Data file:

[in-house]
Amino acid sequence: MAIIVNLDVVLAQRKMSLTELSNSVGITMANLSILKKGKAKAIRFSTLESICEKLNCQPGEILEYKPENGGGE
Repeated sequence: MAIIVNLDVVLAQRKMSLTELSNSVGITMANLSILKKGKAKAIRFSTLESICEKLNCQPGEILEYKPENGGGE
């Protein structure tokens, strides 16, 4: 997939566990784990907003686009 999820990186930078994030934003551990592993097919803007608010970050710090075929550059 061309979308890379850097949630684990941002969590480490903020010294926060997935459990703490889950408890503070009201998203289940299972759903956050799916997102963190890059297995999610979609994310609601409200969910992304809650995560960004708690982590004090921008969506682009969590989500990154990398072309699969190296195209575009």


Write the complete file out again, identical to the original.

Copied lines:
[in-house]
Amino acid sequence: MAIIVNLDVVLAQRKMSLTELSNSVGITMANLSILKKGKAKAIRFSTLESICEKLNCQPGEILEYKPENGGGE
Repeated sequence: MAIIVNLDVVLAQRKMSLTELSNSVGITMANLSILKKGKAKAIRFSTLESICEKLNCQPGEILEYKPENGGGE
């Protein structure tokens, strides 16, 4: 997939566990784990907003686009 999820990186930078994030934003551990592993097919803007608010970050710090075929550059 061309979308890379850097949630684990941002969590480490903020010294926060997935459990703490889950408890503070009201998203289940299972759903956050799916997102963190890059297995999610979609994310609601409200969910992304809650995560960004708690982590004090921008969506682009969590989500990154990398072309699969190296195209575009």